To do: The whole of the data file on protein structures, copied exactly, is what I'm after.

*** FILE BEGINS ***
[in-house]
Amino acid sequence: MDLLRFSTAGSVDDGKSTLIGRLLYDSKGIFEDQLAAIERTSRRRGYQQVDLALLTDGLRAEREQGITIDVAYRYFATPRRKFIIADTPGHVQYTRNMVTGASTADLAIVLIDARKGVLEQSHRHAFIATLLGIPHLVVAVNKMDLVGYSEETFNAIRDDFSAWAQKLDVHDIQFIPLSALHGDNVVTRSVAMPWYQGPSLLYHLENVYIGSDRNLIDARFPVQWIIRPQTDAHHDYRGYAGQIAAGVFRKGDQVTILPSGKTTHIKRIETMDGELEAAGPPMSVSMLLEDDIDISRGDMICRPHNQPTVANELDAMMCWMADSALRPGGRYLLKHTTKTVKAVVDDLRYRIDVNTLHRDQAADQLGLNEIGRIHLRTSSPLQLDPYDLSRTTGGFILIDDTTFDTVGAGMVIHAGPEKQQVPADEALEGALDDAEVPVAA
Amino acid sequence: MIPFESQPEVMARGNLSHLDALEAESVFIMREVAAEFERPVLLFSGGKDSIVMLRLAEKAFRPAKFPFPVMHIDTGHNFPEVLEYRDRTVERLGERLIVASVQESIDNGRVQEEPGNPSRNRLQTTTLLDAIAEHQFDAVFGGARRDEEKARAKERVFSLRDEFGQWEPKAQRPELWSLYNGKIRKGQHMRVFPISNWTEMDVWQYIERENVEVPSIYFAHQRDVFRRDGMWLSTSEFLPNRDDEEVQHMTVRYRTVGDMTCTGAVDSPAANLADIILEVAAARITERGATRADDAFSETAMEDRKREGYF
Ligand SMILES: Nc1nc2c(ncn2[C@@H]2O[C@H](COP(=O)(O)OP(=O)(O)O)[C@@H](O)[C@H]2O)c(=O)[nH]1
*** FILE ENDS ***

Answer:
[in-house]
Amino acid sequence: MDLLRFSTAGSVDDGKSTLIGRLLYDSKGIFEDQLAAIERTSRRRGYQQVDLALLTDGLRAEREQGITIDVAYRYFATPRRKFIIADTPGHVQYTRNMVTGASTADLAIVLIDARKGVLEQSHRHAFIATLLGIPHLVVAVNKMDLVGYSEETFNAIRDDFSAWAQKLDVHDIQFIPLSALHGDNVVTRSVAMPWYQGPSLLYHLENVYIGSDRNLIDARFPVQWIIRPQTDAHHDYRGYAGQIAAGVFRKGDQVTILPSGKTTHIKRIETMDGELEAAGPPMSVSMLLEDDIDISRGDMICRPHNQPTVANELDAMMCWMADSALRPGGRYLLKHTTKTVKAVVDDLRYRIDVNTLHRDQAADQLGLNEIGRIHLRTSSPLQLDPYDLSRTTGGFILIDDTTFDTVGAGMVIHAGPEKQQVPADEALEGALDDAEVPVAA
Amino acid sequence: MIPFESQPEVMARGNLSHLDALEAESVFIMREVAAEFERPVLLFSGGKDSIVMLRLAEKAFRPAKFPFPVMHIDTGHNFPEVLEYRDRTVERLGERLIVASVQESIDNGRVQEEPGNPSRNRLQTTTLLDAIAEHQFDAVFGGARRDEEKARAKERVFSLRDEFGQWEPKAQRPELWSLYNGKIRKGQHMRVFPISNWTEMDVWQYIERENVEVPSIYFAHQRDVFRRDGMWLSTSEFLPNRDDEEVQHMTVRYRTVGDMTCTGAVDSPAANLADIILEVAAARITERGATRADDAFSETAMEDRKREGYF
Ligand SMILES: Nc1nc2c(ncn2[C@@H]2O[C@H](COP(=O)(O)OP(=O)(O)O)[C@@H](O)[C@H]2O)c(=O)[nH]1